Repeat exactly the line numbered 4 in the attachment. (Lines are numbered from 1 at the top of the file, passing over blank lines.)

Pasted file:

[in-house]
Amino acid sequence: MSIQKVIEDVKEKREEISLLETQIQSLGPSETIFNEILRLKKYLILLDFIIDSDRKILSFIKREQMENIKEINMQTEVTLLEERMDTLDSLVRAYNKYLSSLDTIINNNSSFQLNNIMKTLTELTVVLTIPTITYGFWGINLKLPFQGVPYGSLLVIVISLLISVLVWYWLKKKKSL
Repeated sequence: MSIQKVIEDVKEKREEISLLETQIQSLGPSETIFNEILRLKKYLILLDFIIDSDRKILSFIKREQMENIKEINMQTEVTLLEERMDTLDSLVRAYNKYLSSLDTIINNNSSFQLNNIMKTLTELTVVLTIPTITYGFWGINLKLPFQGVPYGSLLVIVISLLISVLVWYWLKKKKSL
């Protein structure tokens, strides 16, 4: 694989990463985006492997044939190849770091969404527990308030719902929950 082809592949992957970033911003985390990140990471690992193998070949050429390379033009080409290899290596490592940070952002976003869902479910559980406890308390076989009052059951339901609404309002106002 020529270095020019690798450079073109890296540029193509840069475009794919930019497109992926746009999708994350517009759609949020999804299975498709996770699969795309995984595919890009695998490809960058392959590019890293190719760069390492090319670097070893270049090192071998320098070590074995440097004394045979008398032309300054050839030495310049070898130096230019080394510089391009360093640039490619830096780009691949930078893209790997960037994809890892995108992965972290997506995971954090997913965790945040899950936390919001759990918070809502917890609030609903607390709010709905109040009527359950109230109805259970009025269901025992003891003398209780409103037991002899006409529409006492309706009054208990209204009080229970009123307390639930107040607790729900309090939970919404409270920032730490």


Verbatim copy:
């Protein structure tokens, strides 16, 4: 694989990463985006492997044939190849770091969404527990308030719902929950 082809592949992957970033911003985390990140990471690992193998070949050429390379033009080409290899290596490592940070952002976003869902479910559980406890308390076989009052059951339901609404309002106002 020529270095020019690798450079073109890296540029193509840069475009794919930019497109992926746009999708994350517009759609949020999804299975498709996770699969795309995984595919890009695998490809960058392959590019890293190719760069390492090319670097070893270049090192071998320098070590074995440097004394045979008398032309300054050839030495310049070898130096230019080394510089391009360093640039490619830096780009691949930078893209790997960037994809890892995108992965972290997506995971954090997913965790945040899950936390919001759990918070809502917890609030609903607390709010709905109040009527359950109230109805259970009025269901025992003891003398209780409103037991002899006409529409006492309706009054208990209204009080229970009123307390639930107040607790729900309090939970919404409270920032730490």